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Saturday, June 25, 2011

What part does ATTENTION play in Feldenkrais and Cognition?

Dr. Feldenkrais was the grandfather of neuroplasticity, observing changes in people and their brains several decades before technology existed to verify his hypotheses and anecdotal evidence.  This excerpt from a blog by Gisele at Feldenkrais Manitoba gives us some fascinating insight into how Awareness Through Movement® and Functional Integration® lessons can work to keep us connected and cognizing!  Best wishes! Carole

Check out the following quotes from <”The Brain That Changes Itself: Stories of Personal Triumph From the Frontiers of Brain Science“>by Norman Doidge about discoveries recently made in the neuroscience of learning and his conversations with neuroscientist physician Michael Merzenich:
“The cerebral cortex”, he says of the thin outer layer of the brain, “is actually selectively refining its processing capacities to fit each task at hand.” It doesn’t simply learn; it is always “learning how to learn.” The brain Merzenich describes is not an inanimate vessel that we fill; rather it is more like a living creature with an appetite, one that can grow and change itself with proper nourishment and exercise.”
“Finally, Merzenich discovered that paying close attention is essential to log-term plastic change. In numerous experiments he found that lasting changes occurred only when his monkeys paid close attention. When the animals performed tasks automatically without paying attention, they changed their brain maps, but the changes did not last. We often praise “the ability to multitask.” While you can learn when you divide your attention, divided attention doesn’t lead to aiding change in your brain maps.”
Other discoveries have had to do with the neurotransmitters (chemicals in your brain). When we experience the sense of well-being after doing something satisfying, it is like a reward. Reward in learning is important because it is then that we “secrete such neurotransmitters as dopamine and acetylcholine, which help consolidate the changes in the brain that have just been made. (Dopamine reinforces the reward, and acetylcholine helps the brain “tune in ” and sharpen memories.)”
Another important brain chemical is brain-derived neurotrophic factor, or BDNF. BDNF seems to do many things, and is crucial in infants and youth as it is what makes learning so effortless at these stages of our lives. After these initial critical learning period of youth are over, the only way the areas of the brain that need to be “turned on” to allow enhanced, long lasting learning are activated is only when something important, surprising, or novel occurs, or if we make the effort to pay close attention.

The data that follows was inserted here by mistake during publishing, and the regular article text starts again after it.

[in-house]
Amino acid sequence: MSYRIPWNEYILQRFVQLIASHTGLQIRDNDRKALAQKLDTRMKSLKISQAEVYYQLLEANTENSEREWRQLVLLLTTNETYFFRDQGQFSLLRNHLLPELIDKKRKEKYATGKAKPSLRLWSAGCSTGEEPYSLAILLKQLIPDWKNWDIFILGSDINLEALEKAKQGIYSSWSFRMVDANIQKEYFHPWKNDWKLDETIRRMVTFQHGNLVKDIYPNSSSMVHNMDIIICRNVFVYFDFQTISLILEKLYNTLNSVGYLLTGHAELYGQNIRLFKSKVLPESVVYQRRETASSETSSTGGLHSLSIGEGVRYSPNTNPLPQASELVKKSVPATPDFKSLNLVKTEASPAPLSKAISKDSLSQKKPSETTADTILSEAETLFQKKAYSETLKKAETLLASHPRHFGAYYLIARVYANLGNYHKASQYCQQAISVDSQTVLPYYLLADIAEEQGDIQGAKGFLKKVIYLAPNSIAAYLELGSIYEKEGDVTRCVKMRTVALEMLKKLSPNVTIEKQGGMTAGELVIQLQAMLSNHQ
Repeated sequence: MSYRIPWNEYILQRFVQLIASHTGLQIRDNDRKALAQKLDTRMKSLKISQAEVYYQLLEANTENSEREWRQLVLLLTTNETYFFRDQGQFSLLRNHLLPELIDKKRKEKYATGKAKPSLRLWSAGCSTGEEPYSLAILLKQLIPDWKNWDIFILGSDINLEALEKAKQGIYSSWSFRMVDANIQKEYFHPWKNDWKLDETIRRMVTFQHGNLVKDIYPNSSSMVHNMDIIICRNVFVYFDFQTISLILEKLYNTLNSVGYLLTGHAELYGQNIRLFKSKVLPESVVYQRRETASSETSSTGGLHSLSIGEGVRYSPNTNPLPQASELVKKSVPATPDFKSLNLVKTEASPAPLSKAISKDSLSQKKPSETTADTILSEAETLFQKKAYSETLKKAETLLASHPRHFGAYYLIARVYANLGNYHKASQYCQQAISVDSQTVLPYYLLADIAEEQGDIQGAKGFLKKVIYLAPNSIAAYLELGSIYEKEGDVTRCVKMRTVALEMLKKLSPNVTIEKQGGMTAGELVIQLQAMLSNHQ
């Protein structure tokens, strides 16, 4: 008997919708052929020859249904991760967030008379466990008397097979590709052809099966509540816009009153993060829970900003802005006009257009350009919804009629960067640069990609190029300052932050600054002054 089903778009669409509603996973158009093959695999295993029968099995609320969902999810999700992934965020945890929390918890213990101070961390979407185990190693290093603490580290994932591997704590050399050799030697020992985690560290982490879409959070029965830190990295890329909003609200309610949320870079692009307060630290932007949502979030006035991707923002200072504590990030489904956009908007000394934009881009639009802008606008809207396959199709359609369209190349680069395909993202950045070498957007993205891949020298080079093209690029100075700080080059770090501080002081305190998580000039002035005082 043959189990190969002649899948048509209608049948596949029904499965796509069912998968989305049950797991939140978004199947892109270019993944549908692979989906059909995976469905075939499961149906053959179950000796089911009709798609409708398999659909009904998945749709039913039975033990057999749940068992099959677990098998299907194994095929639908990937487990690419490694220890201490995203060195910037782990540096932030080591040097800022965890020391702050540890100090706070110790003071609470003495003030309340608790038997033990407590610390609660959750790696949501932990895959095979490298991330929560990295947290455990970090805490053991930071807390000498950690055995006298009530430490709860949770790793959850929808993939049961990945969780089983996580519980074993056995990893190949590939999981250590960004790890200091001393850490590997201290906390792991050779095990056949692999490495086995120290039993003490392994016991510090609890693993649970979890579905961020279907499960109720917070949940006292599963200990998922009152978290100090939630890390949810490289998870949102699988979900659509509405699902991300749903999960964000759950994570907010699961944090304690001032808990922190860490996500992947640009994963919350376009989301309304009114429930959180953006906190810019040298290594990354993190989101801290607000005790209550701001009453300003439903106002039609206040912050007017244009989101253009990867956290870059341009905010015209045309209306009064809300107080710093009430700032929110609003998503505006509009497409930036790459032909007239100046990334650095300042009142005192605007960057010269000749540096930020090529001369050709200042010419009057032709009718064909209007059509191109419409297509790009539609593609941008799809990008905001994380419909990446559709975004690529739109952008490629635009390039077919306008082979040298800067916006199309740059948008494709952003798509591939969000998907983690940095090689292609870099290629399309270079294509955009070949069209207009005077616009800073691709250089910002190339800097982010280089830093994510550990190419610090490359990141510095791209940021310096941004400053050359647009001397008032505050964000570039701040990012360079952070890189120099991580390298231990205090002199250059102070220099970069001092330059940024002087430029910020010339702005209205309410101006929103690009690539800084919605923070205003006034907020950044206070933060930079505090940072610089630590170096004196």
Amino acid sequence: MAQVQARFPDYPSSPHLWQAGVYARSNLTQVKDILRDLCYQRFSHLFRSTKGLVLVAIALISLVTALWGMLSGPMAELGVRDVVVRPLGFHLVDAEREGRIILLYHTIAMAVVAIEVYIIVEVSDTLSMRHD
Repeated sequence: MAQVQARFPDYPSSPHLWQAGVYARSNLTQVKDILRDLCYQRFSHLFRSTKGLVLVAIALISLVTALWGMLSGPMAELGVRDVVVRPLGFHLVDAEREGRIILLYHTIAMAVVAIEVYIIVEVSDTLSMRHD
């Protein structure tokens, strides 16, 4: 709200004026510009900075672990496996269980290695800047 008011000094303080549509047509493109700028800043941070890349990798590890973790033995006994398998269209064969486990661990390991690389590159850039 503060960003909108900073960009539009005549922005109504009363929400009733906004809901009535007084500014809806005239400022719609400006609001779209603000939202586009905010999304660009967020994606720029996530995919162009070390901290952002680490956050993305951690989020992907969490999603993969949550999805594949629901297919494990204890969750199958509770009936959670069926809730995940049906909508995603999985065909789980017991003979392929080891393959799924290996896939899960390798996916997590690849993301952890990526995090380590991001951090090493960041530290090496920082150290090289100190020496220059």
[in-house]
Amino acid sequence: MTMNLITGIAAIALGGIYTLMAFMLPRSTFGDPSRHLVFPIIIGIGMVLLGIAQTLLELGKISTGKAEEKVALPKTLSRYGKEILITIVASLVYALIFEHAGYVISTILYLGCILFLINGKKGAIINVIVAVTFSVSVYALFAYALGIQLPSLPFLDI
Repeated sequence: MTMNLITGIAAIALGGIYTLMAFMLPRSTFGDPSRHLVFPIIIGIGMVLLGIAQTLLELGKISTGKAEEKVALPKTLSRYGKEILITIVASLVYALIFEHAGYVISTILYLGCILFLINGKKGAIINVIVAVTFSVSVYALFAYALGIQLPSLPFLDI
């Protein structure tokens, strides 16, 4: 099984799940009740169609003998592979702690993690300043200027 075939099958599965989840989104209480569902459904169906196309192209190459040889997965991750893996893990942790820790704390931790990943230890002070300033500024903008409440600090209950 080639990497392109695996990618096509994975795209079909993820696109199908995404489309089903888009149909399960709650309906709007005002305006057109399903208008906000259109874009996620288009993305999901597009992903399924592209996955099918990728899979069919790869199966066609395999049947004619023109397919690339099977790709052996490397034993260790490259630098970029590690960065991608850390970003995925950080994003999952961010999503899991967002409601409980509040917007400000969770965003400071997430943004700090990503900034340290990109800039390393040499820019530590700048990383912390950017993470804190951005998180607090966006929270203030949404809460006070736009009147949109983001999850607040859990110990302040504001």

For those of you familiar with Feldenkrais® lessons, you know that very often you are doing things that are very novel to you as adults, and that often, surprising changes happen. And, you are constantly directed in your use of attention.
It may be interesting to know that I’ve heard it said that Moshe Feldenkrais had once made the comment that he could do the same thing with his students teaching them mathematics. That, to me, says much about what the work is and isn’t about.
Here is some more from the book that may inspire you to continue learning in the true sense of the word:
“We have an intense period of learning in childhood, every day is a day of new stuff. And then, in our early employment, we are intensely engaged in learning and acquiring new skills, and abilities. And more and more as we progress in life we are operating as users of mastered skills and abilities.
…We still regard ourselves as active [in mid life], but we have a tendency to deceive ourselves into thinking that we are learning as we were before. We rarely engage in tasks in which we must focus our attention as closely as we did when we were younger…By the time we hit our seventies, we may not have systematically engaged the systems in the brain that regulate plasticity for fifty years…
…To keep the mind alive requires learning something truly new with intense focus. That is what will allow you to both lay down new memories and have a system that can easily access and preserve the older ones.”

Thanks for reading!